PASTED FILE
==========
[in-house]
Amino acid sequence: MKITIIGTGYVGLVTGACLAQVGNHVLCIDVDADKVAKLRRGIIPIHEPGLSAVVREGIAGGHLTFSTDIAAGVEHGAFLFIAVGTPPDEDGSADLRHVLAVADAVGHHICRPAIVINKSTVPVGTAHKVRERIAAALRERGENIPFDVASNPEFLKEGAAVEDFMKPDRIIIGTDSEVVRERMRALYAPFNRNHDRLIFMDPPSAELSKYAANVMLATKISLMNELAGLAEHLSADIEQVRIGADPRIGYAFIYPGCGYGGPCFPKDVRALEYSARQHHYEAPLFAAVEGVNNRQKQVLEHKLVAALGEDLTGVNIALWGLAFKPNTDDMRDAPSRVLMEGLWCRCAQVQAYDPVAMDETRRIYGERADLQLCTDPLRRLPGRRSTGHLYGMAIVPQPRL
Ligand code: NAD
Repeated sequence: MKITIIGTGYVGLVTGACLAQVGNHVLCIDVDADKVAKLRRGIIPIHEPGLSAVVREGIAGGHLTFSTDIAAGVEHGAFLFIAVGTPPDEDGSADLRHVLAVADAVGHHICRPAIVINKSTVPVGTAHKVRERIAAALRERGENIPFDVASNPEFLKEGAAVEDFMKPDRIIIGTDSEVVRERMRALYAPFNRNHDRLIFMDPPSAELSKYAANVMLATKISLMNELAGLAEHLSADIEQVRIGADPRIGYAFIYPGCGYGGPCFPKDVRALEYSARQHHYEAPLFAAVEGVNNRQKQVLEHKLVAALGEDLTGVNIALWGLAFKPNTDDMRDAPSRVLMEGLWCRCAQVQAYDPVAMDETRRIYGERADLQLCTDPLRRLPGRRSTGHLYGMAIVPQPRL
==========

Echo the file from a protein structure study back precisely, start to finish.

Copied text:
[in-house]
Amino acid sequence: MKITIIGTGYVGLVTGACLAQVGNHVLCIDVDADKVAKLRRGIIPIHEPGLSAVVREGIAGGHLTFSTDIAAGVEHGAFLFIAVGTPPDEDGSADLRHVLAVADAVGHHICRPAIVINKSTVPVGTAHKVRERIAAALRERGENIPFDVASNPEFLKEGAAVEDFMKPDRIIIGTDSEVVRERMRALYAPFNRNHDRLIFMDPPSAELSKYAANVMLATKISLMNELAGLAEHLSADIEQVRIGADPRIGYAFIYPGCGYGGPCFPKDVRALEYSARQHHYEAPLFAAVEGVNNRQKQVLEHKLVAALGEDLTGVNIALWGLAFKPNTDDMRDAPSRVLMEGLWCRCAQVQAYDPVAMDETRRIYGERADLQLCTDPLRRLPGRRSTGHLYGMAIVPQPRL
Ligand code: NAD
Repeated sequence: MKITIIGTGYVGLVTGACLAQVGNHVLCIDVDADKVAKLRRGIIPIHEPGLSAVVREGIAGGHLTFSTDIAAGVEHGAFLFIAVGTPPDEDGSADLRHVLAVADAVGHHICRPAIVINKSTVPVGTAHKVRERIAAALRERGENIPFDVASNPEFLKEGAAVEDFMKPDRIIIGTDSEVVRERMRALYAPFNRNHDRLIFMDPPSAELSKYAANVMLATKISLMNELAGLAEHLSADIEQVRIGADPRIGYAFIYPGCGYGGPCFPKDVRALEYSARQHHYEAPLFAAVEGVNNRQKQVLEHKLVAALGEDLTGVNIALWGLAFKPNTDDMRDAPSRVLMEGLWCRCAQVQAYDPVAMDETRRIYGERADLQLCTDPLRRLPGRRSTGHLYGMAIVPQPRL